Opinion

Why ‘jobs for the boys’ is a bad idea

Venky Vembu | Updated on July 26, 2019 Published on July 26, 2019

Regressive move Protecting jobs for so-called ‘sons of the soil’ will have an adverse impact over the long run   -  AndreyPopov

Andhra Pradesh’s nativist move to reserve 75% of jobs for ‘locals’ ignores the sweeping changes in the employment landscape

In times of perceived trouble, the instinctive defence mechanism of besieged leaders and armies is to pull up the drawbridge that connects them with the world beyond the frontiers they command. Such an action affords the comforting feeling of immunity — or at least of momentary insulation — from the perils and complexities of the external world.

It is easy to fall into the error of believing that this reclusiveness of spirit may have characterised only medieval characters in times gone by; in fact, it lives on to this day, as contemporaneous socio-politico-economic events around the world, both near and far, testify.

Earlier this week, one such creaking drawbridge, signalling a nativist impulse, was pulled up in Andhra Pradesh, with the passage of a Bill to provide for 75 per cent job reservation for locals in industrial units, factories, joint ventures, and projects set up under the public-private partnership mode.

The precise delineation of who will quality for this quota is yet to be made, but to the extent that this takes the State past the point of no return in terms of institutionalising job reservations in the private sector, it marks a defining moment in its industrial history.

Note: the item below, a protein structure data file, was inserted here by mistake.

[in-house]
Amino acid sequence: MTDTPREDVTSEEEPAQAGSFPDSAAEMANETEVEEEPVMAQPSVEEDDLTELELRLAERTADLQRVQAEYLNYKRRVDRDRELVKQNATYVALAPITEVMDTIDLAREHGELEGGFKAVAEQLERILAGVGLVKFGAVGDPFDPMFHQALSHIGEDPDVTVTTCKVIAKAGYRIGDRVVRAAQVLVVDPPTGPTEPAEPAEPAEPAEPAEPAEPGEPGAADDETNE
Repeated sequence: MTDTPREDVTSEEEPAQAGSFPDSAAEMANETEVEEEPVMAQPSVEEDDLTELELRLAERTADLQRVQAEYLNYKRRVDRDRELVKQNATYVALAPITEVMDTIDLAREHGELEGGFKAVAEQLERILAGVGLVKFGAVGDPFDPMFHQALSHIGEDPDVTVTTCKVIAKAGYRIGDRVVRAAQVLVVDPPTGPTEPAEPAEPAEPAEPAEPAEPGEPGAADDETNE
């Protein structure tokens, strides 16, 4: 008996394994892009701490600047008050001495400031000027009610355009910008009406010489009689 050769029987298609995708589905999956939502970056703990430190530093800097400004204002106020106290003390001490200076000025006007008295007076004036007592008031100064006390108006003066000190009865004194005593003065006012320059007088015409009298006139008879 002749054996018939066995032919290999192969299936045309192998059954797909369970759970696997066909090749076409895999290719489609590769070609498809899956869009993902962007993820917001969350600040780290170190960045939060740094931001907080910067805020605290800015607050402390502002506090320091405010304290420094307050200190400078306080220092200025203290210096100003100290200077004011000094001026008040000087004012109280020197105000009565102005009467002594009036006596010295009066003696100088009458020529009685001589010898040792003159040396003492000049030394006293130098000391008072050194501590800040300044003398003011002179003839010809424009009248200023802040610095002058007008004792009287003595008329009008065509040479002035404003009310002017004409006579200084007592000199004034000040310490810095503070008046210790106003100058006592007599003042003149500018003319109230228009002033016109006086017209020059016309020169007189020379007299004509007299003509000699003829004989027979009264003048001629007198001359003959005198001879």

Once the law takes effect, it will apply to all existing and upcoming industrial units, although the former will have three years to comply. Under the law, if skilled personnel are not available for the jobs at hand, these industrial units cannot ‘import’ labourers from elsewhere; the burden of imparting the requisite skills to, and of employing, locals will fall on the units.

Unintended consequences

The measure has come about in response to a perceived need to “protect” industrial jobs for so-called ‘sons of the soil’. And while it may play well by the political playbook to the extent that the new ruling dispensation is seen to be looking out for ‘locals’, it is certain to have unintended consequences that will have adverse impact over the longer term.

The trouble with the State sliding down the slippery slope of sub-nationalism with such restrictive geography-bound job quotas is that, as with all bad habits, it is a contagious failing, and is bound to be emulated by other States too.

Indicatively, the Madhya Pradesh government, hanging on by a slender majority and evidently looking to shore up its support base, has already given voice to a policy to reserve 70 per cent jobs in the private sector for ‘locals’. A few other States, too, are articulating similar parochial sentiments.

The malefic effects of such games are manifest at the global level. When countries wage ‘trade war’ — by debasing their currencies to gain competitive advantage or by erecting protectionist barriers — they only advance a zero-sum game where both sides lose from such ‘beggar thy neighbour’ policies.